Poverty rates are higher in rural America than they are in the cities. Only one in 20 urban counties has a poverty rate above 20 percent. For remote rural counties, the ratio is one in five. The counties that have been poor over a period of decades are overwhelmingly rural, writes Oregon State economist Monica Fisher.
One explanation is that there are structural problems in rural areas that, in a sense, enforce poverty. There are fewer good jobs in rural areas. At one time, the theory was that as extractive industries (mining, oil and agriculture) grew more efficient, they had less need for workers — and that change created a labor surplus that depressed wages. Work in rural America tends to pay minimum wages, offer less security and provide fewer opportunities for advancement.
There appears to be another reason for rural America’s persistent poverty, however, and that’s migration. There is a growing body of evidence that rural communities are poor because poor people are moving there:
“¢ Mark Nord studied data collected in the Census that tracked the movement of people between 1985 and 1990. The U.S. Department of Agriculture economist found that people who were working-age and poor moved in large numbers to poor rural counties. It was also true that poor people left downtrodden rural counties, Nord found. But even more poor people moved in.
And Nord found that during the same period richer residents moved out of poor, rural counties. There was double impoverishment: Poor people moved in and rich ones moved out — leaving the counties poorer still, with fewer prospects for better times.
“¢ Anthropologist Janet Fitchen interviewed poor families in a rural New York State community. She wrote in 1995 that the already poor place “became a migration destination for urban poor people, causing dramatic increases in poverty rate, welfare rolls and service needs.” The rural community collected the spillover of poor people fleeing the more expensive cities.
“¢In an unpublished paper, Nord later wrote that people with less than a high school education moved disproportionately to rural communities. Rural America had an outsized number of people without high school diplomas not because rural schools were failing to graduate their students but because poorly educated people were migrating in.
“¢ Finally, this spring Monica Fisher, the Oregon State economist, concluded that “the higher incidence of poverty in nonmetro compared with metro America is partly explained by a sorting into nonmetro areas of people with personal attributes associated with human impoverishment.” Rural America was poor in part because it attracted poor people, many of whom came from cities.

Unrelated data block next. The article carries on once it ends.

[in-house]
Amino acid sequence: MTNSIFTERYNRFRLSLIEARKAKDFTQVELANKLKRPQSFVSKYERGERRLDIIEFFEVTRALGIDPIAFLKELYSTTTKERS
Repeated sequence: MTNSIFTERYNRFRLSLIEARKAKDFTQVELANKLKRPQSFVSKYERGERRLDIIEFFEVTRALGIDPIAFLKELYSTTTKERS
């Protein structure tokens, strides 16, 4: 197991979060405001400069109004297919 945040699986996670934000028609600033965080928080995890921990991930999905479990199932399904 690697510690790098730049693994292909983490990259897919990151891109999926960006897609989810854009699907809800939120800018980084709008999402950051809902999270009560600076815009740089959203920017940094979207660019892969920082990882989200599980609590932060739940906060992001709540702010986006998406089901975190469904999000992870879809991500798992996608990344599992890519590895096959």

All these scholars of rural economies and communities found the same phenomenon: People were sorting. Poorer people, those with less education and fewer skills, were sorting themselves into a large number of rural counties. And people with more education and higher skills were sorting themselves out.
There are a number of reasons poor people are moving to poor rural areas. Housing is cheaper there. People are drawn to these places in part because it’s less expensive to live there. Jobs in poor, rural places often require few skills, and those jobs may also be attracting people who couldn’t find jobs in urban areas where jobs demand more education and training.
(The sorting phenomenon is not simply a rural phenomenon. Harvard University economist Ed Glaeser has found that since 1970 educated people have been sorting themselves into a particular group of cities. Some cities — Portland, Austin, Seattle — are gaining people with college degrees and the wages in these places are rising. Stagnant cities — Cleveland, Buffalo — are losing their best-educated citizens — just like poor, rural communities.)
Monica Fisher stresses that the sorting of poorer people into poor rural communities is only partially the reason poverty rates in rural America are so consistently high. But the effects of migration are hardly ever taken into account in rural development efforts, despite evidence that the movement of people is rapidly changing rural communities. Recently, rural development experts in the South concluded that migration was one of the least important factors in developing local economies.
“The assumption has been that persistent rural poverty had nothing to do with individuals,” Fisher said this week. “So the policy implication was there had to be a lot of money put into these communities and if that happened, then poverty will fall.” Policies and programs were designed to fix rural places in the expectation that these inputs would help the people who lived there.
The sorting phenomenon Nord and Fisher describe makes this single-minded approach seem shortsighted. For example, poorer rural communities educate their young only to see them move out, replaced by those with less education and with fewer skills.
“It’s hard for rural communities,” Fisher said. “If you educate people, they tend to leave. It’s an investment you make that has a payoff for urban areas.”
Nord wrote a decade ago that it is probably impossible to right the economies of poor rural places without taking into account national labor markets and urban economies. “The cause of high poverty in the persistent-poverty counties may be as much the lack of entry-level jobs and low-cost housing in low-poverty counties as it is the lack of good jobs in the high-poverty counties,” Nord wrote.
In other words, as economies in booming cities improve, pushing up wages and housing prices, people with fewer skills and less education will move to more rural, high poverty counties. Unknowingly, cities are exporting their poor to rural areas.
Rural communities are then expected to fix what is actually a national problem, one that’s originating in urban areas.